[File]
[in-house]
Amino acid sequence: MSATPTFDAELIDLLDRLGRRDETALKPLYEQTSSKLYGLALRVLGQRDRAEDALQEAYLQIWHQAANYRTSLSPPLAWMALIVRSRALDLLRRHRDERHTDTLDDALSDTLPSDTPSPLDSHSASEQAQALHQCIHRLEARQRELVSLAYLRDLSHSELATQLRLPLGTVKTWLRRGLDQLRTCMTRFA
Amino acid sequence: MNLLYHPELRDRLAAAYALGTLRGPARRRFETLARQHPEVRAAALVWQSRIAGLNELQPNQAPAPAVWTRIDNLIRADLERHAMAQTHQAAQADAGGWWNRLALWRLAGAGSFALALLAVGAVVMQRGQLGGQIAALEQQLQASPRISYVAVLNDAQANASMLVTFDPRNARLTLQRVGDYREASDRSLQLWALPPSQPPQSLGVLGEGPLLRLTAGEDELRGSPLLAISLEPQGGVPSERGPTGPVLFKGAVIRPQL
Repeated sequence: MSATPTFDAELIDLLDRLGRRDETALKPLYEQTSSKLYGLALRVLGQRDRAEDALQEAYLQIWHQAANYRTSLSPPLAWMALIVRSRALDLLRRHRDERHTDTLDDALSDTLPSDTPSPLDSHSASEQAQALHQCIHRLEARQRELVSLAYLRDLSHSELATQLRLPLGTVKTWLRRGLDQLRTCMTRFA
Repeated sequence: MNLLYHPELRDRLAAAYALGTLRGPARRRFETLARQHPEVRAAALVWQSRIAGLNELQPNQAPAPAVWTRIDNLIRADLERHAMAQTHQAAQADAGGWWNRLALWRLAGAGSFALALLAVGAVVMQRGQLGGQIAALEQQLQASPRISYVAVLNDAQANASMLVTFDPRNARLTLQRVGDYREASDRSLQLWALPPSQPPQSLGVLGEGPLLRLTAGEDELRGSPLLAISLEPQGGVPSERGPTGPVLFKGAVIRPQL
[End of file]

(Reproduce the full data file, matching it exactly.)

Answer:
[in-house]
Amino acid sequence: MSATPTFDAELIDLLDRLGRRDETALKPLYEQTSSKLYGLALRVLGQRDRAEDALQEAYLQIWHQAANYRTSLSPPLAWMALIVRSRALDLLRRHRDERHTDTLDDALSDTLPSDTPSPLDSHSASEQAQALHQCIHRLEARQRELVSLAYLRDLSHSELATQLRLPLGTVKTWLRRGLDQLRTCMTRFA
Amino acid sequence: MNLLYHPELRDRLAAAYALGTLRGPARRRFETLARQHPEVRAAALVWQSRIAGLNELQPNQAPAPAVWTRIDNLIRADLERHAMAQTHQAAQADAGGWWNRLALWRLAGAGSFALALLAVGAVVMQRGQLGGQIAALEQQLQASPRISYVAVLNDAQANASMLVTFDPRNARLTLQRVGDYREASDRSLQLWALPPSQPPQSLGVLGEGPLLRLTAGEDELRGSPLLAISLEPQGGVPSERGPTGPVLFKGAVIRPQL
Repeated sequence: MSATPTFDAELIDLLDRLGRRDETALKPLYEQTSSKLYGLALRVLGQRDRAEDALQEAYLQIWHQAANYRTSLSPPLAWMALIVRSRALDLLRRHRDERHTDTLDDALSDTLPSDTPSPLDSHSASEQAQALHQCIHRLEARQRELVSLAYLRDLSHSELATQLRLPLGTVKTWLRRGLDQLRTCMTRFA
Repeated sequence: MNLLYHPELRDRLAAAYALGTLRGPARRRFETLARQHPEVRAAALVWQSRIAGLNELQPNQAPAPAVWTRIDNLIRADLERHAMAQTHQAAQADAGGWWNRLALWRLAGAGSFALALLAVGAVVMQRGQLGGQIAALEQQLQASPRISYVAVLNDAQANASMLVTFDPRNARLTLQRVGDYREASDRSLQLWALPPSQPPQSLGVLGEGPLLRLTAGEDELRGSPLLAISLEPQGGVPSERGPTGPVLFKGAVIRPQL